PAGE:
The State of Our Union - Listening to Nobody

I watched President Bush and Governor Kaine last night in total shock and awe. Surely, they can’t believe the American people buy what they’re peddling. And members of Congress who keep howling and standing and clapping, surely they must know their posturing is silly. What about the real America? There were three phrases that framed last night’s speeches: “There is no honor in retreat;” America is a “hopeful society;” and there is “no higher calling than serving others.” Wow! Too bad each of these phrases was maligned, abused, mangled, and appropriated.

The problem is this: I’ve crisscrossed the nation now six times in the last 15 years, and these three phrases, as they were used, simply distort people’s reality. Let’s take each phrase one at a time:

  1. “There is no honor in retreat” – true enough. This phrase framed a huge portion of the president’s message. Unfortunately, much of America is in retreat. As I’ve outlined in Hope Unraveled, Americans have told me that over the last 15 years they have retreated from public life and politics into close-knit circles of family and friends. They have done so because they feel their reality is not reflected in public life and politics and that it is often purposefully distorted by, among others, politicians seeking their own gain.

    The phrase, “There is no honor in retreat” should have applied here at home. In fact, it reminded me of when someone turns a phrase on you in an argument – trying to get the upper hand. Last night the president should have engaged Americans in a conversation about how we can reverse our own retreat – here at home.

  2. America is a “hopeful society” – not in the way this phrase distorted people’s reality last night. In many respects, people’s hope has greatly diminished over the past 15 years or so. Too much “false hope” is peddled in our society – overblown expectations, inflated achievements, unrealistic timelines, and manufactured heroes. Americans want to be hopeful – but that will require reflecting their reality, engaging them on a purposeful path, and acknowledging the real challenges they face in their daily lives.

    People will not be hopeful simply because we proclaim that they are, or because there is a litany of new proposals on the table. Understanding people’s reality, accurately reflecting it, and showing how one’s ideas relate to that reality are all necessary steps to move forward. Few of these could be heard last night.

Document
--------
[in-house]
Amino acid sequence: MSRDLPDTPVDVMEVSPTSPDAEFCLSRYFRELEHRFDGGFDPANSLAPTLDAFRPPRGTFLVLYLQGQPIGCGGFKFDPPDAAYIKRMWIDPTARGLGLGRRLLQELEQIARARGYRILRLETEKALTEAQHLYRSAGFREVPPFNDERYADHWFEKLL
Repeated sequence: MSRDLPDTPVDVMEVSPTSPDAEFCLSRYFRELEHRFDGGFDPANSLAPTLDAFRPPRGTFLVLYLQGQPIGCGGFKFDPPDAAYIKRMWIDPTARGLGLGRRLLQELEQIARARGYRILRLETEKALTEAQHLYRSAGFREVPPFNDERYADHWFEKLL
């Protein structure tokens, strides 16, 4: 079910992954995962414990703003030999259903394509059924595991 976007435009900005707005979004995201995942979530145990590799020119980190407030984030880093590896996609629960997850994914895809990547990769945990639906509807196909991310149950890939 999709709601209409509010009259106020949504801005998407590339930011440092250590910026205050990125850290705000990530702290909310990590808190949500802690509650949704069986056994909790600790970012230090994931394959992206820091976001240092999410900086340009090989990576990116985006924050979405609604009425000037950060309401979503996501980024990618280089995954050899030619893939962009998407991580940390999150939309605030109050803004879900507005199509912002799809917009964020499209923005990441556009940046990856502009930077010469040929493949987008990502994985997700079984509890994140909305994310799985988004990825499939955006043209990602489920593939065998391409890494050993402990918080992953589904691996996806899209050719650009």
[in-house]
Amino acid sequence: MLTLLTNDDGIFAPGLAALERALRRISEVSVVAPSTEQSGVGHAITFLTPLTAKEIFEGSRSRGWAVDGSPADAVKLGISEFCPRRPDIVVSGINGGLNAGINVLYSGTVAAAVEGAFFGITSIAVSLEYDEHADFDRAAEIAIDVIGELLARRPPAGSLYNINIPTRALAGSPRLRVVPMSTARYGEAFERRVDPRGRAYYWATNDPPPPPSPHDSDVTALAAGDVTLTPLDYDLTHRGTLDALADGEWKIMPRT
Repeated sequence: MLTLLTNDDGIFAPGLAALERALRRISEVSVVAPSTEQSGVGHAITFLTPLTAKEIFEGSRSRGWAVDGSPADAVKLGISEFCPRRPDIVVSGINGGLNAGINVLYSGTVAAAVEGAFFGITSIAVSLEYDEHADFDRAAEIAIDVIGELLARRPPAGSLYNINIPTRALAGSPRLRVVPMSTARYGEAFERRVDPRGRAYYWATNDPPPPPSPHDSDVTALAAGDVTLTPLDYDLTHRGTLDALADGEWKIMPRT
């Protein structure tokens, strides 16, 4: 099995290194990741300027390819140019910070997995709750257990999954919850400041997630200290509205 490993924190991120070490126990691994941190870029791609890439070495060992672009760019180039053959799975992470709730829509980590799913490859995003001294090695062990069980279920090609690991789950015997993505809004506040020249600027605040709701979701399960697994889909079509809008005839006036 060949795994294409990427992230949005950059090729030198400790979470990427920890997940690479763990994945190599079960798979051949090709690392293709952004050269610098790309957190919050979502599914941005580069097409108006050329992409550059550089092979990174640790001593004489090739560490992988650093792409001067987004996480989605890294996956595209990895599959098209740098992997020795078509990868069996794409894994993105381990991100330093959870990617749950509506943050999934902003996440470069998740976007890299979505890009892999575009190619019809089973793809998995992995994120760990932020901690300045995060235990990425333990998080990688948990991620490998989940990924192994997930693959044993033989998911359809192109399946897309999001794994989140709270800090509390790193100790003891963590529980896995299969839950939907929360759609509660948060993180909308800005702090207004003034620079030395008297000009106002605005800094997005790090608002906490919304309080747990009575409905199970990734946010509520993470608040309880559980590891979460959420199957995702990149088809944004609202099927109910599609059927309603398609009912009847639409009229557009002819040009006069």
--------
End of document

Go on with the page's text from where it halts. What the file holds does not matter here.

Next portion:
3. “There is no higher calling than serving others” – yes, but too bad that neither the president nor the governor really talked about this. They discussed what government needs to do, what the private sector needs to do, but never really what each of us as citizens need to do. Let’s face it; there was no higher calling last night. Instead, the call went out that each of us should expect to get all we want, when we want it, all at a low cost – and with good, government efficiency!

    A hopeful society, a society not in retreat – these require each of us to step up and engage as citizens, to think about our common challenges, to consider how we each must contribute, to see how we are inextricably connected to one another.

Finally, consider this point: Hurricane Katrina was one of the most significant domestic challenges we faced last year and continue to face today. Where was it last night? Were they hiding it? Think about the three phrases above, and connect them to the fundamental challenges raised by Hurricane Katrina – about poverty, about race, about pubic schools, about infrastructure, about how levels of government must work together.

I know that Americans want a hopeful society. They believe they must not be in retreat. And they also believe that serving others is a higher calling. So why don’t we start to truly act on those sentiments?

What did you think of the speeches last night? I’d love to hear your thoughts.